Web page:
Things You'll Need:

1 1/4 c. softened butter or margarine

3/4 c. packed brown sugar

1/2 cup granulated sugar

1 egg

1 tsp. vanilla

1 1/2 c. all-purpose flour

1 tsp. baking soda

1/2 tsp. salt

1 tsp. cinnamon

1/4 tsp. nutmeg

3 c. rolled oats

Heat oven to 375 degrees F and line some cookie sheets with baking parchment - or grease some cookie sheets, or use nonstick cookie sheets.

Beat together butter or margarine and sugars in a large bowl until creamy.

Add egg and vanilla and beat well.

Combine flour, baking soda, salt and spices in a smaller bowl.

Add flour mixture to the butter/sugar mixture and blend well.

Stir in oats.

Drop dough by rounded tablespoons onto cookie sheet.

Bake 8 to 9 minutes for a chewy cookie or 10 to 11 minutes for a crisp cookie.

Cool completely and store in tightly covered container.

Here are some of the ingrediances you need

More lovely suggestions

No Bake Cookies
No Bake Cookies

It may be a surprise to learn that some of the best-tasting cookies and bars can be made without turning on the oven. No magic is involved, just a few time-honored techniques for producing irresistible goodies while the kitchen—not to mention the cook—remains cool. With an assortment of cereals, crushed graham crackers, cookie crumbs, butter, nut butters, cream cheese, and chocolate (and some delicious options for adding flavor such as dried fruits, nuts, toffee, coffee, vanilla, spices, and more), no-bake cookies are a matter of mere minutes in the making.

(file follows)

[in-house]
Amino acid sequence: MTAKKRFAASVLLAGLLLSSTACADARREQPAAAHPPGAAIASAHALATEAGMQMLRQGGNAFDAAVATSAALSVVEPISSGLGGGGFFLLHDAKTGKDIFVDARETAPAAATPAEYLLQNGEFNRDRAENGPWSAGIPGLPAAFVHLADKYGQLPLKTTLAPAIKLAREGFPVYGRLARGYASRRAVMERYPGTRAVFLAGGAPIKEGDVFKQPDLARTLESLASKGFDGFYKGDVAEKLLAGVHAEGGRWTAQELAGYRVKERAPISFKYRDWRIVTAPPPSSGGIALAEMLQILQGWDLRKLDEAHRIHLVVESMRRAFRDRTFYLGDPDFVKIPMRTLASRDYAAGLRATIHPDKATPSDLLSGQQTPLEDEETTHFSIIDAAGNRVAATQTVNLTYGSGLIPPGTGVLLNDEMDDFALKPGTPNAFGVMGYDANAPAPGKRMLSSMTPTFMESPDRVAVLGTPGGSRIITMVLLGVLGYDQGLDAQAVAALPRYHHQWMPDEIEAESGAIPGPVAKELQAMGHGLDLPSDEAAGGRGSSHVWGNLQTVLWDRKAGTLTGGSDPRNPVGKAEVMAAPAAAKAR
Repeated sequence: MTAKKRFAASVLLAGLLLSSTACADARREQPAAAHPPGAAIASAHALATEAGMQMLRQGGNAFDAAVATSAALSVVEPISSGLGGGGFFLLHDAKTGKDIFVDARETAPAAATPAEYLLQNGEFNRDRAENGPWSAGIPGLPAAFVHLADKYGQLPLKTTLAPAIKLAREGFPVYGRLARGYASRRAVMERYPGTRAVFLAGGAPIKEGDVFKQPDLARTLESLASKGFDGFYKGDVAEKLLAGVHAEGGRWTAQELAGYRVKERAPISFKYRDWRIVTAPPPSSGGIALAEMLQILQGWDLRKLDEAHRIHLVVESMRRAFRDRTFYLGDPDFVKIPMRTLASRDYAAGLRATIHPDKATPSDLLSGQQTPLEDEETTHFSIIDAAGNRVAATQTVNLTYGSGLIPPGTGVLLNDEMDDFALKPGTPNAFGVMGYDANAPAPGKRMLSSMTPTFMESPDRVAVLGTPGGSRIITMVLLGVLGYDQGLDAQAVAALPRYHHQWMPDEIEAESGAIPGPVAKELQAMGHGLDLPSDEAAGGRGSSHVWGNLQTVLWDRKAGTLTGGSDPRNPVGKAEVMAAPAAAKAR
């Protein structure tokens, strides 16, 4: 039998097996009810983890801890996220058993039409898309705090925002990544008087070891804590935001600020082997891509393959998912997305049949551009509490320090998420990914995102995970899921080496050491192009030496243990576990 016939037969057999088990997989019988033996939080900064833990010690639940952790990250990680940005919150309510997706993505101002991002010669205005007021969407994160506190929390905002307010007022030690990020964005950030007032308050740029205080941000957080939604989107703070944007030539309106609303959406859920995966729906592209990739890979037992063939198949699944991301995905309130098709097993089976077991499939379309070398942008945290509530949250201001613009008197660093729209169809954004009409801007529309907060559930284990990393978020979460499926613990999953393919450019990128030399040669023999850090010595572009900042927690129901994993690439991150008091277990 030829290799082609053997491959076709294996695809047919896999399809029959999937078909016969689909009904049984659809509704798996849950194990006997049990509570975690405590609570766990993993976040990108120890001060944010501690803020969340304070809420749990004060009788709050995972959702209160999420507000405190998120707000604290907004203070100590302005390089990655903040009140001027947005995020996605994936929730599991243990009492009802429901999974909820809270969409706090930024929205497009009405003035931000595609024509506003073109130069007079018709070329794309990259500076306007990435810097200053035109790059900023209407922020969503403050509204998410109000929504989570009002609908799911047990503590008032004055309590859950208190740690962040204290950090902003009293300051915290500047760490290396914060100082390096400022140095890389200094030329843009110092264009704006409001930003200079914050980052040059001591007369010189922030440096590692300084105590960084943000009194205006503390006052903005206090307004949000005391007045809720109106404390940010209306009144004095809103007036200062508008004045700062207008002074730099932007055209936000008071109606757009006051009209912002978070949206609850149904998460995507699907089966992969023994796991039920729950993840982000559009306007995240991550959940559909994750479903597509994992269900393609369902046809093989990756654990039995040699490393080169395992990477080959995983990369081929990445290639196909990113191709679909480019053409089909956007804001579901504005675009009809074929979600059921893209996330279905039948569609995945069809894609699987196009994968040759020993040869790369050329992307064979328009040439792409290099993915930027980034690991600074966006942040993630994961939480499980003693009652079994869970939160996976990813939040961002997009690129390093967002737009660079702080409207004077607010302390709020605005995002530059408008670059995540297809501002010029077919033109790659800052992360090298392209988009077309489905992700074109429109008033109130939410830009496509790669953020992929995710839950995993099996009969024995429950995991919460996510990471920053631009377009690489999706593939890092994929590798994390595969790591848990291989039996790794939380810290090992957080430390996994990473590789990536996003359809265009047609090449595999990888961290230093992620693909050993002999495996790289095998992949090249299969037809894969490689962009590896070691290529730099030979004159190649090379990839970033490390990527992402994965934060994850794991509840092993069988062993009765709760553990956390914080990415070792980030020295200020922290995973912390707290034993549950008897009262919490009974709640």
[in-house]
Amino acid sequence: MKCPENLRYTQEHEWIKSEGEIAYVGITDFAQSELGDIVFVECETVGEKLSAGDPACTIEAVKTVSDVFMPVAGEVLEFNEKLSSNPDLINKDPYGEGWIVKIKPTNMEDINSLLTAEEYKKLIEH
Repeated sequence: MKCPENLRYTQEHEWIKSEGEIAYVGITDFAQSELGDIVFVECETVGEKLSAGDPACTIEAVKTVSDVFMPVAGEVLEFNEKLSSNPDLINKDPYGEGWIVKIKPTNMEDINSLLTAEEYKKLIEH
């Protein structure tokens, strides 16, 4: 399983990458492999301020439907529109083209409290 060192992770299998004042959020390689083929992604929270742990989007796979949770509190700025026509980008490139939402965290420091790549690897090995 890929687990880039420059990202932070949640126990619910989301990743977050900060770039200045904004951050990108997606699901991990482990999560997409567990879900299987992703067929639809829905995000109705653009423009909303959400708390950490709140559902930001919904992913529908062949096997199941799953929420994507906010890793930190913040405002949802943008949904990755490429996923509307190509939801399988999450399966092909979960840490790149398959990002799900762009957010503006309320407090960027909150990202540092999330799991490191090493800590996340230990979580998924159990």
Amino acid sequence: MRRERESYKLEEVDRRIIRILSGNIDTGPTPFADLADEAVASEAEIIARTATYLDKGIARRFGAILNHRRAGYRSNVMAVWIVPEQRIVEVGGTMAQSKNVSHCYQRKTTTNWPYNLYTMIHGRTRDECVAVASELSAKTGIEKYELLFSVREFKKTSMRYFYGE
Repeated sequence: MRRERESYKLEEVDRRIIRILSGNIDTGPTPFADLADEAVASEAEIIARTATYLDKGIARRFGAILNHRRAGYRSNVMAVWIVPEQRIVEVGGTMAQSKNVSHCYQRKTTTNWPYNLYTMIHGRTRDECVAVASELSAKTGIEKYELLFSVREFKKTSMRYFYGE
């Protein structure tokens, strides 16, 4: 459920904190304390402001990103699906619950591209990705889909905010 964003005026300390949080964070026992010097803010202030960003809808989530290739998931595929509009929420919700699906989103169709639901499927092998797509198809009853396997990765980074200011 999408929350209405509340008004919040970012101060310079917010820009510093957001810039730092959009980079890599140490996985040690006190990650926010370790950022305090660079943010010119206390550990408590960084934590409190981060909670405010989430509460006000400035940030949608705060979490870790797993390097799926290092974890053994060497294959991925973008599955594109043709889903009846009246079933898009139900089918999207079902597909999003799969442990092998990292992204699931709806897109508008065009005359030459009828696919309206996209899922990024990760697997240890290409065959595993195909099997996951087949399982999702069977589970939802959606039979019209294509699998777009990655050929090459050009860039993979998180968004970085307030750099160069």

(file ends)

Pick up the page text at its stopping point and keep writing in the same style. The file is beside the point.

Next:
Swedish Cakes and Cookies
Swedish Cakes and Cookies

A compact book with a nice selection of recipes and a huge number of them for such a small book. Each recipe comes with a colored picture. Some recipes have a small description but with the colored pictures, for many an introduction is not necessary and they don't bother. Nicely laid out with metric and imperial measurements (no conversions or translation needed). I can believe this book has been around for 63 years.

 

Especially if you tried one or more of the recipes.

I would really love to hear from you

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    • VarietyWriter2 profile image

      VarietyWriter2 6 years ago

      Nicely done lens. Looks yummy too!

    • RuthCoffee profile image

      RuthCoffee 7 years ago

      Sounds delicious!

    • profile image

      anonymous 7 years ago

      Are you giving out samples? Yum.

    • profile image

      poutine 7 years ago

      It looks like the kind of cookies I make, except I just flatten them up instead of rolling them up.

      Poutine

    • NAIZA LM profile image

      NAIZA LM 7 years ago

      So deliciously sweet recipe!

    • WindyWintersHubs profile image

      WindyWintersHubs 7 years ago from Vancouver Island, BC

      Delicious Recipe. So Tasty &amp; Easy to Make! We love making oatmeal recipes. Thanks for the conversion. :)

    • mariaamoroso profile image

      irenemaria 7 years ago from Sweden

      [in reply to GramaBarb] http://www.convertworld.com/sv/volym/

      But I thought I did that for you.....=)

    • GramaBarb profile image

      GramaBarb 7 years ago from Vancouver

      WOW! This recipe is so perfect for Grandma's little kitchen helpers. First I need to find a chart to convert the measurements. Do you have one?